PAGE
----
> Think of it as your new and improved arm. I'm sure you can work out the details. That automatic hammer could really speed up your work. Getting a new welder to add to your capabilities is a good idea, but it is not going to cure your real problem. My 2cents.
              >


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            • J S
              Not yet, but I just signed on and got your email. I did try the vise-grips yesterday and it helped quite a bit, so I ll be using those more I guess. Definately
              Message 6 of 7 , Sep 6, 2011
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                Not yet, but I just signed on and got your email. I did try the vise-grips yesterday and it helped quite a bit, so I'll be using those more I guess. Definately different from using my tongs.
                 As far as the welding, I try to forge weld as much as I can, but some of the projects either have to have a rivet, a coller or a tack from the welder. I've noticed that 7014 rods on AC doesn't splatter too bad and a wire wheel in the grinder usually takes off most of the crud. If it's too bad or a bigger tack, I usually try to wrap it with rod or a collar. Thanks for the info James. I really appreciate it.
                Greg

                From: Cindy <jallcorn@...>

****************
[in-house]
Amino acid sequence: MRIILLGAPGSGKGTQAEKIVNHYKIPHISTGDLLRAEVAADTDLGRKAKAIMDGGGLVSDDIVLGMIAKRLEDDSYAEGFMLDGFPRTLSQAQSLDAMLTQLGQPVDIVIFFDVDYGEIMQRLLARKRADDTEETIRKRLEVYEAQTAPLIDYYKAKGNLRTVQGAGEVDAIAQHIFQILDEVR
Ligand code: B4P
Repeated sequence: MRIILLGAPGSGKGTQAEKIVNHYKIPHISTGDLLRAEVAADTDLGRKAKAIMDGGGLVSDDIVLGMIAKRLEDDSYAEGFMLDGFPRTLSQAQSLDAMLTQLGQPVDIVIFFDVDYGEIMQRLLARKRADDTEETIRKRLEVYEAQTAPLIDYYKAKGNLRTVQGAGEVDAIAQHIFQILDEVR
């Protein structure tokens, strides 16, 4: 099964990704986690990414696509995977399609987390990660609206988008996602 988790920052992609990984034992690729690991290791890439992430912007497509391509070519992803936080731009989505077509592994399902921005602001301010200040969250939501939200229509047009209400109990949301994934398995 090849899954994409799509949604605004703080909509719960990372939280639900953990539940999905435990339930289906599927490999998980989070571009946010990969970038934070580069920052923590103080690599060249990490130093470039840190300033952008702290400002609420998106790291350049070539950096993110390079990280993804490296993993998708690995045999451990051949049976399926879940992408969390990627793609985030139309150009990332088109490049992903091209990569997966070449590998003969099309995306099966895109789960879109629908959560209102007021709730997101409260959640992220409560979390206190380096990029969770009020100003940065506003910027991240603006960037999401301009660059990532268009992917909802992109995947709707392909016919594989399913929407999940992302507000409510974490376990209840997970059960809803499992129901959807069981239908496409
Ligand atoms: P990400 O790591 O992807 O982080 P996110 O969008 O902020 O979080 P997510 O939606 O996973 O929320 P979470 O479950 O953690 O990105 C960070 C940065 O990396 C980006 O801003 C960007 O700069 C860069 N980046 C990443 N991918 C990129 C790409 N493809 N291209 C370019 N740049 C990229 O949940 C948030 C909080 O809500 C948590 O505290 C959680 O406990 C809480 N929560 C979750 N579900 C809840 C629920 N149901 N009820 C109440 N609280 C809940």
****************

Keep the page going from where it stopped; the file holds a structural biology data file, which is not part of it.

To: welding_group@yahoogroups.com
                Sent: Tuesday, September 6, 2011 6:35 AM
                Subject: Re: [welding_group] Re: Thinking of adding DC option....

                 
                If the stock you are working isn't too long, try simply using a pair of vice grip pliers to grip the bar and you hold the pliers.  Locking pliers won't let the work slip like tongs can and give a positive feel in your hand of the position of the work.  It may be easier to grip a larger object like the pliers than a smaller piece of bar, and the shock may be dampened somewhat by using the pliers.

                  I don't have gripping problems like you describe but I have to really concentrate to keep the hammer hitting exactly where I want it or I'll get essentially the same results that you describe below. 

                I posted you a fairly long reply to your email about my experiences w/ various welding machines in response to your first post.  Did you get that?